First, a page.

The drama is taking place hundreds of kilometres away from home but the debate over the issues has been spreading wild thanks to the social media and the local press is equally relaying the spectacle. This concerns some Cameroonians who have supposedly grouped themselves in Geneva where the Head of State and First Lady travelled on Sunday 23 June 2019 for a brief private stay.
Those who feel angry enough with events in the country and may be are unable to return home decided to intrude into the hotel where President Paul Biya and his entourage are lodged. The information has been that they plugged the Dutch courage to want to get to the Head of State.
Some observers have been asking to know who really constitute the group which is ready to go that far? The simple answer could be that they are Cameroonians. But again, are they into politics? Are they of the civil society or are they a militia given that they obviously know the Head of State has a right to security even in foreign land?
Social media broadcast on their activities have not only been showing bitter exchanges with security forces but also an all out physical fight. This keeps many wondering if that is how low Cameroonians are determined to drop in order to demonstrate their disapproval and differences. At first sight, the impression would be a lack of appropriate outlet to express an opinion or the inability of those concerned to exercise their rights at home. The second reason could be that the political space is inadequate thereby obliging some to move away and yet remain concerned by events going on in the country. This is legitimate. Several other justifications may even exist and sound more convincing. Yet, the bottom-line is that the Head of State has over the years reminded all citizens of the need articulate views even if they are contrary to those of the ruling class. Taking liberties to go public and in an ignominious fashion may end up not being detrimental only to one person. This is because any bad image of Cameroon by Cameroonians will objectively affect Cameroonians irrespective of status.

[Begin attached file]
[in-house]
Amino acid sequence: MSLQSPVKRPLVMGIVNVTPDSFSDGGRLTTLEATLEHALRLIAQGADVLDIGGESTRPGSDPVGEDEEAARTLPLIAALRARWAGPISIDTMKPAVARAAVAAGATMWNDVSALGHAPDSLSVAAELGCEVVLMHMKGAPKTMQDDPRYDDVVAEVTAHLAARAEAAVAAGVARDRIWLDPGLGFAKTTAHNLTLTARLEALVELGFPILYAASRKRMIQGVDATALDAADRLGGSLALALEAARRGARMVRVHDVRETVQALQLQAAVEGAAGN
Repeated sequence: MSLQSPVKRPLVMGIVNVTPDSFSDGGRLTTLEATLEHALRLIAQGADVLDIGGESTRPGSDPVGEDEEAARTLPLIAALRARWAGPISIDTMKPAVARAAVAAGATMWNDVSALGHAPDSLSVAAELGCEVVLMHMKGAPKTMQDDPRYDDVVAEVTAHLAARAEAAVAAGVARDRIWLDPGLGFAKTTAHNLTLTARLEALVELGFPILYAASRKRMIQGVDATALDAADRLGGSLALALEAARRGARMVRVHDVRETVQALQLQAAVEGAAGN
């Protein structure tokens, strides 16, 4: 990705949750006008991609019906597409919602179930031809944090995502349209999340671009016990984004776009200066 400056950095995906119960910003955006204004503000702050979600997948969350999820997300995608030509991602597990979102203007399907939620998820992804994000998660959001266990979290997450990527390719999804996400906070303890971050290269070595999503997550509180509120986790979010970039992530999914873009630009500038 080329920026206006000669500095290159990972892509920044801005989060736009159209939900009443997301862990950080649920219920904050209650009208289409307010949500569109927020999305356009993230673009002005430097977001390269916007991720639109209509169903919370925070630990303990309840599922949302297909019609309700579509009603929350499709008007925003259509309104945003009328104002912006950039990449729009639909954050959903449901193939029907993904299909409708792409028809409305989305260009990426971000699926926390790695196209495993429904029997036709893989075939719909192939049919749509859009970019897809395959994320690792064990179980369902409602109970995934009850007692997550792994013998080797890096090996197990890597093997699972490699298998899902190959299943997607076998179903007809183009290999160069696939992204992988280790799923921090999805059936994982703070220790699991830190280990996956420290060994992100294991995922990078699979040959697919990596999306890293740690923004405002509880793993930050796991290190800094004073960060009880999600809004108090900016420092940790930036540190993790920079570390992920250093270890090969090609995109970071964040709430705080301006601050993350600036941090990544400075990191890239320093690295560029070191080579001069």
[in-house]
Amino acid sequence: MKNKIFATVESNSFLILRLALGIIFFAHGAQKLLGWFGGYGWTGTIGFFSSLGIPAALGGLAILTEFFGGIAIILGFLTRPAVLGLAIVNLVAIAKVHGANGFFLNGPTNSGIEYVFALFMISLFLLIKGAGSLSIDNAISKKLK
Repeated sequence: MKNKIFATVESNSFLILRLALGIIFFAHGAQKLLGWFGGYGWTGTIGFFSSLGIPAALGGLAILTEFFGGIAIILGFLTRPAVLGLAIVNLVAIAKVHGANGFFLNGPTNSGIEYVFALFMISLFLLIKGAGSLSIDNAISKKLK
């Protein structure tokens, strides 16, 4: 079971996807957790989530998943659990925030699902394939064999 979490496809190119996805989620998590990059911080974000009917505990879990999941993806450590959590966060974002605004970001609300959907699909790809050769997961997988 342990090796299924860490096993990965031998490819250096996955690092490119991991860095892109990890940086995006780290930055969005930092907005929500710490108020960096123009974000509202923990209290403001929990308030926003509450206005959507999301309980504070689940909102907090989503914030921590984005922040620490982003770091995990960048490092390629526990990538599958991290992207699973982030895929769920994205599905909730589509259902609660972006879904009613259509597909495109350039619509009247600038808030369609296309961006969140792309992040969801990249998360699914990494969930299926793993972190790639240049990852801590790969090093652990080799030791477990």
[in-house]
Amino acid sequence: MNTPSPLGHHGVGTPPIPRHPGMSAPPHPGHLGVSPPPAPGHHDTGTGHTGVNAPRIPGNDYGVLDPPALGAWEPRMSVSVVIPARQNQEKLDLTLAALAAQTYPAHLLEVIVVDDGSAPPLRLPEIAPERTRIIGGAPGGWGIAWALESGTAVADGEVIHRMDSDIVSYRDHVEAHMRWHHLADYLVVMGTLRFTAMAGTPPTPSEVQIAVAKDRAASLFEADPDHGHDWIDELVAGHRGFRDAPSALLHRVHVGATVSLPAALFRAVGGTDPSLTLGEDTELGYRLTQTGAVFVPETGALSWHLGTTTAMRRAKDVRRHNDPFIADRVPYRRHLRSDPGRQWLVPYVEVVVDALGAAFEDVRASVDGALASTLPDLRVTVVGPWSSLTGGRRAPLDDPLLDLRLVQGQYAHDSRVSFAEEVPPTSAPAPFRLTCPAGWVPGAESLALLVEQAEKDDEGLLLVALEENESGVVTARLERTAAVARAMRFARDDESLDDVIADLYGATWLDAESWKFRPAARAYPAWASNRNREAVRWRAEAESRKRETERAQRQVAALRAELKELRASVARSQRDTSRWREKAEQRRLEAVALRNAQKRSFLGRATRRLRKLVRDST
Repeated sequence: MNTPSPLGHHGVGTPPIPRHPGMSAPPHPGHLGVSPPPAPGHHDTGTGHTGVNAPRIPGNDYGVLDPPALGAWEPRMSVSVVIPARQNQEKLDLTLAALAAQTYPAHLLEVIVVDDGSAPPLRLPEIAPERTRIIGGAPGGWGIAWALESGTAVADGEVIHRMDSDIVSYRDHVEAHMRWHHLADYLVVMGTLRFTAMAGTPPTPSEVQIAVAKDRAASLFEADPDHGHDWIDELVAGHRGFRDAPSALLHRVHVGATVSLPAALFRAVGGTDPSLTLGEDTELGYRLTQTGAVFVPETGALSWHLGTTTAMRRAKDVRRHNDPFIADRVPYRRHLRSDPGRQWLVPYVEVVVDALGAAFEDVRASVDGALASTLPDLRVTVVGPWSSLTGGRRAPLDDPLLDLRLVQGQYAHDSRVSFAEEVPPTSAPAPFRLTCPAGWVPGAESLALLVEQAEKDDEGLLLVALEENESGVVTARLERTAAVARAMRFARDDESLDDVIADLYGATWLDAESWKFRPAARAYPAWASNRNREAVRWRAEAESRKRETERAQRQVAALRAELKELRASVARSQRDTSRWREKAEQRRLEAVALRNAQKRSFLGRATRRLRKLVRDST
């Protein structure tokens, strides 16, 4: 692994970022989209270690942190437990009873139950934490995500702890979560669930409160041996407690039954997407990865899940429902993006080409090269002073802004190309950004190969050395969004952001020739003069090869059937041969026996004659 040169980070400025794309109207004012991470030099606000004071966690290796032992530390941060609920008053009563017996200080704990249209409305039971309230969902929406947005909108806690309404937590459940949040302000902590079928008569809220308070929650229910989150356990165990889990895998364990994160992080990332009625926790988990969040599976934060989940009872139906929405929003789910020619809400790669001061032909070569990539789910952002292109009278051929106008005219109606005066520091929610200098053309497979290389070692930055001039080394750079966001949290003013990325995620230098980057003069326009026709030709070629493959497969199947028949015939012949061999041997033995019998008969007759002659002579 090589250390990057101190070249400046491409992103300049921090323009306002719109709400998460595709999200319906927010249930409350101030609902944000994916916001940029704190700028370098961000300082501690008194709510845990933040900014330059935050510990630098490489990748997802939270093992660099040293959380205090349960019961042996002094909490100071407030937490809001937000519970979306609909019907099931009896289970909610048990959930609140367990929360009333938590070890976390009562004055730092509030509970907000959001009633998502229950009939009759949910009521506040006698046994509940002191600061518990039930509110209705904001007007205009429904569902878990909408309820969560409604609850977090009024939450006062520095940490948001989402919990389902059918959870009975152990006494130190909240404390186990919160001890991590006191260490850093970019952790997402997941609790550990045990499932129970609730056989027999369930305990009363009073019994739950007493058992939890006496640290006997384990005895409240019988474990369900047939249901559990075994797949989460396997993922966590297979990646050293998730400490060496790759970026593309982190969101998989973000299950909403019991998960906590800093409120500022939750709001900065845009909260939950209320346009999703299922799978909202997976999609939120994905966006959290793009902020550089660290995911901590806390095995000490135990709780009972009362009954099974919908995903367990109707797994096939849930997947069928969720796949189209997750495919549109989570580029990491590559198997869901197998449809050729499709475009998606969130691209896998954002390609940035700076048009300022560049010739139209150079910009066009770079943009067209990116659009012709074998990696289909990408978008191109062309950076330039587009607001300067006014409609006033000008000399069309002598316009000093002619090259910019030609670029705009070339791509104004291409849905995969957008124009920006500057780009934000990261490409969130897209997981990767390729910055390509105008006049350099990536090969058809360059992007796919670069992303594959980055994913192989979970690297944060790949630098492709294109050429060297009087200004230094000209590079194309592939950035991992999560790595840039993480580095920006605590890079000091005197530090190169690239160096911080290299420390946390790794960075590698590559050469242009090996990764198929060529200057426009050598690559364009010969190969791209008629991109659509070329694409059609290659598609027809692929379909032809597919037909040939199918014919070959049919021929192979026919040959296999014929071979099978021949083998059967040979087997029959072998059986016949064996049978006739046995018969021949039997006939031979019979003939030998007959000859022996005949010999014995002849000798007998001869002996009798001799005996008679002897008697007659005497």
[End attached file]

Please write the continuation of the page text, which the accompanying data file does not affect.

Some have in the past thought that by attacking the symbols of State they are doing harm to the country forgetting that they are also part of the whole. It may be easy to say a country or its leadership is bad, but people may have to reflect on the consequences of lacking both to understand how hard the vacuum could mean. Thus, the desire to voice any viewpoint may not only depend on the courage or resolve to do so but also; the approach and circumstances do matter a lot. Otherwise, demonstrators may end up simply with a bullet in their own legs thinking they are shooting at others. Political parties have for the past 30 years taken position on various topical debates in Cameroon with the rebirth of multiparty democracy. Others have had varying fortunes and that has not dampened their spirits to keep battling for space and voice within the national triangle. Taking to foreign grounds to express whatever differences may hardly end up helping the country. Unfortunately, those who do so think it is still about the Cameroon that everybody ought to respect.